First, let’s start with defining your niche specialty – what sets you apart from other chiropractors? What are some cases or specialties you love working with? In my practice, for example, I enjoy seeing pregnant women and children (and other adults too!). That’s what I am known for in my community. Take some time to think about what you think sets yourself apart from other chiropractors. It’s important to have a good grasp of this niche because when you can easily define who you are, your ideal patient will have an easier time finding you.

Now that you know the types of cases you like to see, who is your ideal patient for your practice? Start with the end in mind – what are you great at working with in practice and then, who fits this profile best? What is their approximate age, gender, hobbies, interest, etc.? Having this well thought out and defined is so important for any business – but especially a chiropractic office. You can start to see your practice through the eyes of your ideal patient and make decisions that are best for this group. Just know, getting to the true definition of your ideal patient can take some time. Be patient…write out some ideas and come back to them multiple times to make sure they still work well.

Now that your niche specialty and ideal patient have been detailed, what are your practice values? This means, what can a patient expect from you as a business? For example, my practice values include honesty, thoroughness, and collaboration. When a patient is in my practice, I take an upfront approach to their healthcare and my recommendations. We work together with their specific goals, but ultimately, my recommendations are based on my experience and the thorough intake I do with each new patient. Your practice/business values are a feeling patients have when they are in your practice.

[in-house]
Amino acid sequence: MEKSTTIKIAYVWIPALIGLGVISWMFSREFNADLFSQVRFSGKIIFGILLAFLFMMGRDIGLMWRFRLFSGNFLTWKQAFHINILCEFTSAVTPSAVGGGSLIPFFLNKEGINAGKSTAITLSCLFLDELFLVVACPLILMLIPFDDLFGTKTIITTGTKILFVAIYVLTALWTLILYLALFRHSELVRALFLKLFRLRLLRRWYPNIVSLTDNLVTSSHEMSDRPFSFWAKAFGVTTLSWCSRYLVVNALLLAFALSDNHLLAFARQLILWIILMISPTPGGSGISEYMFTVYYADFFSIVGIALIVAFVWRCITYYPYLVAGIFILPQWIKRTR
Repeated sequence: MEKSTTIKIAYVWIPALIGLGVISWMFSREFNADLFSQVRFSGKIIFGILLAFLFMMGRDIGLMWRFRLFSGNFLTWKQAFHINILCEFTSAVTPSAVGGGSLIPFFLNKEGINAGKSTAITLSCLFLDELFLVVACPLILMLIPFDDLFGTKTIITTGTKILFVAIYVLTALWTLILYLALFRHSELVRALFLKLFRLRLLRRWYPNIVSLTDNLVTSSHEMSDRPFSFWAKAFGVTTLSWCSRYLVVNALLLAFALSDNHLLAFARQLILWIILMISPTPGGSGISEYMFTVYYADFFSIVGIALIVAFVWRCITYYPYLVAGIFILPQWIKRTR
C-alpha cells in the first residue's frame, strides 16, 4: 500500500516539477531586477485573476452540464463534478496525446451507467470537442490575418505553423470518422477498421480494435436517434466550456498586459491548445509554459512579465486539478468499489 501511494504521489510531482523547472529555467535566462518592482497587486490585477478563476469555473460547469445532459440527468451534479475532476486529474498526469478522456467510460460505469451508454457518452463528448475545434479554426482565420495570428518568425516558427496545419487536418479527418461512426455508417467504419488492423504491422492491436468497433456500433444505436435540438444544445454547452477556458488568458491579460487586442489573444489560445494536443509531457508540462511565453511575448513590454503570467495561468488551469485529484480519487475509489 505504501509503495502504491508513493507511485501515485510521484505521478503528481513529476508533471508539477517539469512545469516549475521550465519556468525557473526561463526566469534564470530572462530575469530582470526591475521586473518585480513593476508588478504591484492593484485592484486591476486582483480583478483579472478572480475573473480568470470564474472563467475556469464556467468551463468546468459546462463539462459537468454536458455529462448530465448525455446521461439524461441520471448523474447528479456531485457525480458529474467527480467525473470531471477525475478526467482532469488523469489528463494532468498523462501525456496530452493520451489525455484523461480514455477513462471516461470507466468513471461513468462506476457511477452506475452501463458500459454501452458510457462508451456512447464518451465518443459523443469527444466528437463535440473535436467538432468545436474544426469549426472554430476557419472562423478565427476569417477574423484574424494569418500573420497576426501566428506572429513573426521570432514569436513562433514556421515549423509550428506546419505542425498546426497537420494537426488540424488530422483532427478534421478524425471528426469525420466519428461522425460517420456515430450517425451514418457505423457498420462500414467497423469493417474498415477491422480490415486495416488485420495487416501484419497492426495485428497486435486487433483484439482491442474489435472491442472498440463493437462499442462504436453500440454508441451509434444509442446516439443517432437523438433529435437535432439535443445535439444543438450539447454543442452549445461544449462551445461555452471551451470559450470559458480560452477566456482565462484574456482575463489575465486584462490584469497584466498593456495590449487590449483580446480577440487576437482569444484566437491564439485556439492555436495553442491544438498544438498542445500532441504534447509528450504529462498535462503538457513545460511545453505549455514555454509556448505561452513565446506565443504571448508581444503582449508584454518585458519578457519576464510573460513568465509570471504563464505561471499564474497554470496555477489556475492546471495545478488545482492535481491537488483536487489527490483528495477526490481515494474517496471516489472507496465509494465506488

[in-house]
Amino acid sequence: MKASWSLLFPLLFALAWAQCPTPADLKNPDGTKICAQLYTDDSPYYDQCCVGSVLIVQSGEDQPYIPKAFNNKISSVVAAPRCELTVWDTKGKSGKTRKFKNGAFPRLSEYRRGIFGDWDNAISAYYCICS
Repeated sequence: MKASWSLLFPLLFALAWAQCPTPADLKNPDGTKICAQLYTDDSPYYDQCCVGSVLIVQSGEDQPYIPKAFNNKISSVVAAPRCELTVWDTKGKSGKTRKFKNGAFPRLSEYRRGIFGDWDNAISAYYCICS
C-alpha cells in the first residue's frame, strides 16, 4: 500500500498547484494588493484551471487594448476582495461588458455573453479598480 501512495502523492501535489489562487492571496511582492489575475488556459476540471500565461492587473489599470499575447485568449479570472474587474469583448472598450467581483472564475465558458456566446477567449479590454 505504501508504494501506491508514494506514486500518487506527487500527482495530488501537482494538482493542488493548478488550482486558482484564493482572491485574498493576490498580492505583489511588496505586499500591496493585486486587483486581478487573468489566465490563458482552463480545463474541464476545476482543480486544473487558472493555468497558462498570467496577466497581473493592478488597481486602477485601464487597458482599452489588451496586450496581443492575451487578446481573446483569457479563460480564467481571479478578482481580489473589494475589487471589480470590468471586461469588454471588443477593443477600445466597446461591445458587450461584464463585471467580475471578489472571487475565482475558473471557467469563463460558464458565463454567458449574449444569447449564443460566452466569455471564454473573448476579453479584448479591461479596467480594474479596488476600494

Finally, what about your practice’s unique characteristics? Now how is this different from the niche and values? Unique characteristics are something that make your practice different from other chiropractic offices – but more in a practice management category versus clinical specialty.

In my practice, the unique characteristics include after hours support and no-wait policy. This means patients can contact me via text outside of my practice hours. Not all providers love this option for themselves. But, in my experience, questions/concerns and emergencies rarely happen during office hours. My patients have always valued knowing they have me on their sides when they need help most. And do patients abuse this privilege and contact me in the middle of the night? Never.

Having a no wait policy let’s patients know their time will be valued in my practice. But, it also sets the tone for what to expect if they are tardy to their appointments. Because I schedule patients per appointment and do not double book, I can not guarantee I will be able to take you if you are late for your appointment. The far majority of the time, I can make it work and most patients are flexible. In the event that a patient is running really late, they will know that I am tied to this policy and won’t use up another patient’s time for them.